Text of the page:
Counties Struggle With New Probationers

Posted on January 12, 2012. Filed under: California State Budget, Crime, Parole, Politics, Public Safety Realignment |

Capital Public Radio

(Sacramento, CA)
Wednesday, January 11, 2012

County parole departments in California are in the third month of trying to integrate former prison inmates into county probation systems. Such inmates are classified as non-violent, non-serious, non-sex-offenders.  So far, Sacramento County has processed 700 of them, including one man, Aaron Suggs, who was arrested this week for sexually assaulting a woman and robbing her in her home.

Suggs was released to Sacramento County Probation as a non-serious offender under the state’s new “re-alignment” policy.  He had been in prison for drugs.

Alan Seeber is with Sacramento County probation.  He says the state’s classification of some parolees is flawed.

SEEBER:   “Say somebody was committed to state prison for assault with a deadly weapon and served five years of state prison time.  They were then paroled, completed their parole and then were subsequently arrested for something like a vehicle theft.  That vehicle theft would then qualify as a non-serious, non violent, non-sex offense.”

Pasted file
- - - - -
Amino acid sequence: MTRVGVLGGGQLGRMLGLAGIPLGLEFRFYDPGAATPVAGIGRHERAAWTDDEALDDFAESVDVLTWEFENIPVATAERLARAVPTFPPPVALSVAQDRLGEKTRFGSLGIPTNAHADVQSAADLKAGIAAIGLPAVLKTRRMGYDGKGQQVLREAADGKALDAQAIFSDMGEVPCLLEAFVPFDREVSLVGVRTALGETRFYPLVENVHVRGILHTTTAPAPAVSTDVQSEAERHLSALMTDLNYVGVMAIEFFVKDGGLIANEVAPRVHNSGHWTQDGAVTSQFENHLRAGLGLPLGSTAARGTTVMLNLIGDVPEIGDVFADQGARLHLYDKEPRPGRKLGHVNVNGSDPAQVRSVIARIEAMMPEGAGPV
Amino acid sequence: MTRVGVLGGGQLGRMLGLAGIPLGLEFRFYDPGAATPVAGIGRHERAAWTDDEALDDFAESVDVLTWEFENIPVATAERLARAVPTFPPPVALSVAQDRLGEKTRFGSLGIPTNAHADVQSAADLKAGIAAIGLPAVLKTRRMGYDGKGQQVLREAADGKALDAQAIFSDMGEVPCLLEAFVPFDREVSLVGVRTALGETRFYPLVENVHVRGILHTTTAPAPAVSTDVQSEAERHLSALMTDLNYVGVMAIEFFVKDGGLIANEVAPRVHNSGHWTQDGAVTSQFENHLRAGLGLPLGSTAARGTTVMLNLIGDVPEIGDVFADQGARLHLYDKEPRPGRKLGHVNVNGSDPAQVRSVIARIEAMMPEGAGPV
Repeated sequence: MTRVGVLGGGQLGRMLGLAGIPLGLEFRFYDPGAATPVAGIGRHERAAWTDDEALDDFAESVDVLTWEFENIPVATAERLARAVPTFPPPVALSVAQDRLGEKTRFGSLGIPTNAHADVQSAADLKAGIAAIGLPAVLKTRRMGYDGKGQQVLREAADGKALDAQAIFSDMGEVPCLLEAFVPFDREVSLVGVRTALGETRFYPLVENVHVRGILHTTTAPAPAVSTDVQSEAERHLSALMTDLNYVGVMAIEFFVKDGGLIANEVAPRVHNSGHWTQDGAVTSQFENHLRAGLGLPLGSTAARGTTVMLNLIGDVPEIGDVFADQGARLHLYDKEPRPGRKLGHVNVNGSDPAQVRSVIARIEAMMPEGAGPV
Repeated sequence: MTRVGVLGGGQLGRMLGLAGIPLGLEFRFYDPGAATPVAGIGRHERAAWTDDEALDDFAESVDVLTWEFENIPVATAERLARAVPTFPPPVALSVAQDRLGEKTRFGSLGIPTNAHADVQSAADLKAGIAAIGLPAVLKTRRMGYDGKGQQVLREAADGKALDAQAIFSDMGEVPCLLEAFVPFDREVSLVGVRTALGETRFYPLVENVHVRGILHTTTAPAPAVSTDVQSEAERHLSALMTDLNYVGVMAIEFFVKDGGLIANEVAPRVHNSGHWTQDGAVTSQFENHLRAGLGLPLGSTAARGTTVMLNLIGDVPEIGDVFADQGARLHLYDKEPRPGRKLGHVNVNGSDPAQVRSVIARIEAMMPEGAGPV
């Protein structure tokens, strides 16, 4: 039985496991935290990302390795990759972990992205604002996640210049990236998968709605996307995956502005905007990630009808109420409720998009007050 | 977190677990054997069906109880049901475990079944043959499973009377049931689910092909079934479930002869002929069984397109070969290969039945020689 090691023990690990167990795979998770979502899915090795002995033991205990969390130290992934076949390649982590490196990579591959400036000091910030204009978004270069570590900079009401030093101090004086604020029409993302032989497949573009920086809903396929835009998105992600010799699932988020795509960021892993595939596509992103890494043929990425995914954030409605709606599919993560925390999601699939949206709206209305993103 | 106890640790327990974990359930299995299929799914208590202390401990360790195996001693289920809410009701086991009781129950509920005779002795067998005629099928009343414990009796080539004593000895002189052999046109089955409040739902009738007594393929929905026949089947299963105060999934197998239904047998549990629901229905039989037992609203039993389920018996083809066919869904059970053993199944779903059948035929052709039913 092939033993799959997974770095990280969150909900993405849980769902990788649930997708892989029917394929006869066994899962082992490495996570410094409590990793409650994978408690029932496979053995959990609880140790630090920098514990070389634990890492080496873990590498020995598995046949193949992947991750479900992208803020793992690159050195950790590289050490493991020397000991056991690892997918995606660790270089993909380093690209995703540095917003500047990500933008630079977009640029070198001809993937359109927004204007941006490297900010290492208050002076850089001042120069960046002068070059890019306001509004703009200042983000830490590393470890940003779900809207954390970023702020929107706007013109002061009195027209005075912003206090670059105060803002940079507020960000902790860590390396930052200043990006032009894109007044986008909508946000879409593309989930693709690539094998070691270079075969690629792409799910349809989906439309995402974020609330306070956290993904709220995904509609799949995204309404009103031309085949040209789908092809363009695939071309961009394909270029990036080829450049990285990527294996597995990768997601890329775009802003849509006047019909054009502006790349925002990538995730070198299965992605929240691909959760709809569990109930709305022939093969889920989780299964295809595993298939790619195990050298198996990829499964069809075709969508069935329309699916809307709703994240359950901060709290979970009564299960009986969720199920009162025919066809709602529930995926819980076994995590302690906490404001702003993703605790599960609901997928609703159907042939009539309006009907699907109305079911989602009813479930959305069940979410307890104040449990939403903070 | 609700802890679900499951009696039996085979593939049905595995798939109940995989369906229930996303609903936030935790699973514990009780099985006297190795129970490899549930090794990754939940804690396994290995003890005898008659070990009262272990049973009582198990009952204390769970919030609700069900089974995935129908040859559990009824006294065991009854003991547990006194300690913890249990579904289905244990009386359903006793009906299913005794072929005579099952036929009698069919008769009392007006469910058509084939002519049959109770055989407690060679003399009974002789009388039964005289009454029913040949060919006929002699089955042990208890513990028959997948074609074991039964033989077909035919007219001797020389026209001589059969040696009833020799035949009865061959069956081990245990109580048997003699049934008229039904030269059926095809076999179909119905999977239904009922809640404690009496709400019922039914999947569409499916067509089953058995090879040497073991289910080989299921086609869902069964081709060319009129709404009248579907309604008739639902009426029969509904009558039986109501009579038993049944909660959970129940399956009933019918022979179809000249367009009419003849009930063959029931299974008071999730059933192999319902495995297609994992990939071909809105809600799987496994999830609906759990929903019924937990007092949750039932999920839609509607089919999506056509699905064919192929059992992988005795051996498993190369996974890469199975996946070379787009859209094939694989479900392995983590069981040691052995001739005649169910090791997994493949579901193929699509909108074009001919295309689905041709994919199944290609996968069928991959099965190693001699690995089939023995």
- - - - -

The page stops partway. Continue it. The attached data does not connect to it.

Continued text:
Suggs’ ten convictions in Sacramento were mostly for property crimes or drugs.

Sacramento County Probation is not sure how many of the 700 have already reoffended.   Dana Toyama with the California Department of Corrections and Rehabilitation says the state is not tracking the number of offenders who re-offend, but counties are encouraged to.

TOYAMA:  “In June, funding will be re-allocated to the counties based on the actual impact of re-alignment to the counties. So, it’s important for counties to maintain good records and good accounting for how may offenders they’re seeing.”

Toyama says nearly 8,000 inmates were released statewide to the supervision of probation departments in November and December.  Both Toyama and Seeber say studies have shown local supervision of parolees can reduce the recidivism rate from two-thirds to about one-third.


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